Brady, who joined Draper in 2000, has more than 24 years of experience with space system instrumentation, design, and integration. He leads development of a next generation planetary landing system capable of safe and highly precise global landing.
Cambridge, MA (PRWEB) February 04, 2014
Tye Brady, who leads Draper Laboratory’s space systems engineering group, was honored as an Associate Fellow of the American Institute of Aeronautics and Astronautics (AIAA) on January 13.
Designation as an Associate Fellow represents “outstanding achievement and leadership in the international aerospace community,” said AIAA President Mike Griffin, a former NASA administrator, in an AIAA news release. “Their creativity, ingenuity and relentless pursuit of excellence have ignited the spark of progress within our community, and each helps make our world better for all humanity.”
Brady, who joined Draper in 2000, has more than 24 years of experience with space system instrumentation, design, and integration. He leads development of a next generation planetary landing system capable of safe and highly precise global landing. His research interests include advanced landing systems, guidance, navigation and control (GN&C) instrumentation, systems engineering process, autonomous systems, and star camera design.
Brady leads a variety of space related projects including GENIE (Guidance Embedded Navigator Integration Environment), which can enable NASA to test landing instruments for future missions to the Moon or Mars under realistic conditions without leaving Earth. GENIE testing at the Mojave Air and Space Port in California in March 2013 represented the first terrestrial demonstration of an autonomously guided rocket flying a realistic planetary landing trajectory.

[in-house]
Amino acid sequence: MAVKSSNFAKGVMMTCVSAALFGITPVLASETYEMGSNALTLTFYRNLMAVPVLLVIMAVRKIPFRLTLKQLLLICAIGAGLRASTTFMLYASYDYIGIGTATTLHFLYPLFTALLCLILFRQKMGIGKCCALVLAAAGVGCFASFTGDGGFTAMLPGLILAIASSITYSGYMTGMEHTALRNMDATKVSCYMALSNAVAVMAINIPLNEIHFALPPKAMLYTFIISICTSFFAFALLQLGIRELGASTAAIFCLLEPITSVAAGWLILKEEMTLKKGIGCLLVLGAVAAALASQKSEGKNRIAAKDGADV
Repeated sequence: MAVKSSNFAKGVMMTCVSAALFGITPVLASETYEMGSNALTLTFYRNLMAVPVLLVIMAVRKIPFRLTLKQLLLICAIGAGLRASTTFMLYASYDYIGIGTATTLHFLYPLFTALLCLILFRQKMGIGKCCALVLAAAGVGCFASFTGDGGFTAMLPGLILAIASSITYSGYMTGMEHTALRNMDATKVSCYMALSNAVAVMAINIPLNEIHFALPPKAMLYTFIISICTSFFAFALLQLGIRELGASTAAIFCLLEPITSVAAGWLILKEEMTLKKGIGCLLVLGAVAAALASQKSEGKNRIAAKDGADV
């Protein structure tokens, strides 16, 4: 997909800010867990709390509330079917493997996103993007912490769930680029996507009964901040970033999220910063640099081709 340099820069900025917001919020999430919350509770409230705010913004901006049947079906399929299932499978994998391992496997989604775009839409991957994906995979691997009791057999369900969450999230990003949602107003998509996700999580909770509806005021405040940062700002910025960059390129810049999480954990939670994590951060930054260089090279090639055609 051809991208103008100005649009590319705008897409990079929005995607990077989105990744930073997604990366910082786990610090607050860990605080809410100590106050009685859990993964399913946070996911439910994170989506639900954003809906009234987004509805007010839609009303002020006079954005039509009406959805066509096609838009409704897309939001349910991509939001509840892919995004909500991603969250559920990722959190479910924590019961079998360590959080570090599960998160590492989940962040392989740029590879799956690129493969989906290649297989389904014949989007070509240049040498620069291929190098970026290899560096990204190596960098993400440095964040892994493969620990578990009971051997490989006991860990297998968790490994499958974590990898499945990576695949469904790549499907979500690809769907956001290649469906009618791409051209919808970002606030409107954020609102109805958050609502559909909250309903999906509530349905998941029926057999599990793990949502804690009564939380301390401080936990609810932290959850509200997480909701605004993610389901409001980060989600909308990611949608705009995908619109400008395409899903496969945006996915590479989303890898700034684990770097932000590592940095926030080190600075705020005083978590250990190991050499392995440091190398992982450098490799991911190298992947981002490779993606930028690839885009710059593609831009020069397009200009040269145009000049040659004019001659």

He also led the development of the Inertial Stellar Compass, a novel, fully successful, on-orbit attitude sensor that marked the first successful operation of a MEMS gyro and Active Pixel Sensor star camera in space. The compass was launched into space in 2006 and demonstrated the ability to enable even the tiniest of satellites to accomplish their navigation and pointing requirements without sacrificing significant portions of their power and mass budgets to navigation sensors.
Brady serves on NASA’s Engineering and Safety Center panel reviewing the OSIRIS-REx spacecraft, which the space agency plans to send to an asteroid in 2016 to take samples that could better explain the solar system's formation and the origins of life. He previously served on the National Academies technology steering committee for entry, descent, and landing.
Past honors include NASA’s Exceptional Public Service Medal for outstanding technical leadership, which is given to non-government employees for exceptional contributions to NASA’s mission.
As a member of the AIAA New England Chapter in Region I, Brady has served as AIAA/IEEE track chair for Spacecraft and Launch Vehicle Systems Technologies and as AIAA/IEEE session chair for Commercial Spacecraft and Robotics. Brady, who holds a master’s degree in aeronautics and astronauts engineering from the Massachusetts Institute of Technology (MIT), has been an author on 15 papers and presentations given at AIAA conferences since 2002.
Draper Laboratory is a not-for-profit, engineering research and development organization dedicated to solving critical national problems in national security, space systems, biomedical systems, and energy. Core capabilities include guidance, navigation and control, miniature low power systems, highly reliable complex systems, information and decision systems, autonomous systems, biomedical and chemical systems, and secure networks and communications.